King County voters make John Spellman the County's first Executive and choose seven members for the new County Council on March 11, 1969.

  • By Kit Oldham
  • Posted 9/16/2006
  • Essay 7946

On March 11, 1969, County Commissioner John D. Spellman (1926-2018) defeats former Governor Albert D. Rosellini (1910-2011) to win the powerful new post of County Executive. Voters also choose seven members for the new nine-member County Council that along with the Executive replaces the three-member Board of County Commissioners that has governed King County since 1852. The elections fill positions created by the Home Rule Charter approved by voters in November, 1968. Under the new charter, the two remaining outgoing commissioners, John O'Brien and Ed Munro, automatically become members of the new County Council.

The First Executive

All three commissioners supported the change in County governmental structure, although other elected County officials, whose offices would become appointed under the new charter, opposed it. After voters overwhelmingly approved the charter, there was considerable speculation over who would seek the Executive post, which observers predicted would carry considerable statewide clout because King County voters were around 40 percent of the state electorate. (The predictions have been borne out by the fact that two of the five men to be elected Executive -- Spellman and Gary Locke [b. 1950] -- have gone on to win election as governor.)

Although early speculation focused on Commissioner Ed Munro, a Democrat, it was Republican Commissioner John Spellman, encouraged by Governor Dan Evans (b. 1925) and others in the reform or liberal wing of the Republican party, who announced his candidacy for Executive. Spellman faced a formidable foe in former two-term Governor Albert Rosellini, who in 1964 narrowly lost to Evans in his bid for a third term. Both men easily won their parties' nomination in the February 11 primary.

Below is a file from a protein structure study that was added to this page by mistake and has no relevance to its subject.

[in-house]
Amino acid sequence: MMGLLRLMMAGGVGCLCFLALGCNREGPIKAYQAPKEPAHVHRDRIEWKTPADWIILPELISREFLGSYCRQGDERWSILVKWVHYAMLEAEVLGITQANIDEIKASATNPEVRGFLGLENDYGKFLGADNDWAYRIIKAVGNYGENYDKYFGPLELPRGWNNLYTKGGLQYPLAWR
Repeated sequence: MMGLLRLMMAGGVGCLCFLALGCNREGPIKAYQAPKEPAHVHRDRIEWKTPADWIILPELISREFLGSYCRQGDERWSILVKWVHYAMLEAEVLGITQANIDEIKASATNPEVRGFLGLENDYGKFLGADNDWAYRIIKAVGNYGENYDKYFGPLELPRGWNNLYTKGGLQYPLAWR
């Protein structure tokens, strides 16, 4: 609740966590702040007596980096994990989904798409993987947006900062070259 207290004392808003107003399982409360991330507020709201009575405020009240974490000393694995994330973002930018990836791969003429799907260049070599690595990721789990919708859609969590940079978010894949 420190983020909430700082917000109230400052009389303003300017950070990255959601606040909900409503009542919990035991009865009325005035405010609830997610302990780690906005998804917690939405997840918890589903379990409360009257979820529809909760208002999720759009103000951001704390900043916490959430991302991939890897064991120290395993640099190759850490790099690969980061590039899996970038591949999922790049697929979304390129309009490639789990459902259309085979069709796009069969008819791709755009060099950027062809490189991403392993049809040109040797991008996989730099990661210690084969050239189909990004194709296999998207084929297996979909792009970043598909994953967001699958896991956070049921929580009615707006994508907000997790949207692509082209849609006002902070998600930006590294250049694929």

Rosellini sought to tie Spellman, a Commissioner since 1966, to the political patronage and courthouse remodeling scandals that had impelled voters to adopt the new charter. But Spellman, a leading supporter of the charter, had a reputation as a reformer and the support of Governor Evans. Rosellini recognized that he would need a high turnout, generally more favorable to Democrats, to win, and he did not get the over-200,000-voter turnout he hoped for in the off-year, March 11 vote. Out of around 198,000 total votes, Spellman won by a margin of slightly over 7,000 (102,864 to 95,447 in unofficial returns).

County Council Races

In addition to winning the Executive post, the Republicans held five of the nine seats on the new County Council. The new charter divided the County into nine districts, with one Councilmember representing each district. Because the charter made the existing commissioners members of the new Council, each party had one seat automatically -- Democrat Munro in the southwestern District 7 and Republican O'Brien in central Seattle's District 5. (Spellman gave up the District 2 seat in northeast Seattle when he ran for Executive.)

In the March 11 general election, Republicans won easily in two heavily Republican (at the time) districts -- Bob Dunn beat Jim McInerney in District 2 (northeast Seattle) and Bill Reams defeated Dan MacKenzie in District 3 comprising the north half of the County's rural eastern portion. In District 1, extending from Shoreline to Bothell and considered a swing district, Republican Tracy Owen won a closer race against Mark Litchman.

The tightest race was in District 6, including Renton, Tukwila, and Mercer Island, where former Tukwila city councilman Thomas Forsythe edged State Representative Gary Grant by a few hundred votes, giving the Republicans their 5 to 4 majority on the Council. (Grant would later win election to the Council from District 9.)

Democrats won the remaining three seats. State Representative Edward Heavey defeated Ken Koehler for the District 8 seat representing West Seattle, White Center, and Beacon Hill. Dave Mooney easily beat Richard Bartlett in District 9, the south half of the County's rural eastern portion.

"One Woman"

Democrat Bernice Stern (b. 1916), the only woman on the ballot, narrowly defeated Robert Ashley in northwest Seattle's District 4, considered at the time a Republican stronghold. In her successful campaign, Stern called for "one woman on the council" (Jacobi).

Spellman and the nine new Councilmembers took office on May 1, 1969, when the new charter officially went into effect.


Wayne Jacobi, "GOP May Hold 5-4 Edge On Council," Seattle Post-Intelligencer, March 12, 1969, pp. 1 & B; "Rosellini Explains Defeat," Ibid. p. B; "Complete, Unofficial Election Returns," The Seattle Times, March 13, 1969, p. 93; Don Hannula, "Margin of Victory Pleases Rosellini," Ibid., February 12, 1969, p. 41; William Gough, "Spellman Weighing All the Issues," Ibid.; Jerry Bergsman, "Freeholders Finish County Charter," Ibid., August 30, 1968; Greg Nickels, "History of King County Council: Elections and Membership," typescript dated "2005 update," in possession of Seattle Mayor Greg Nickels.

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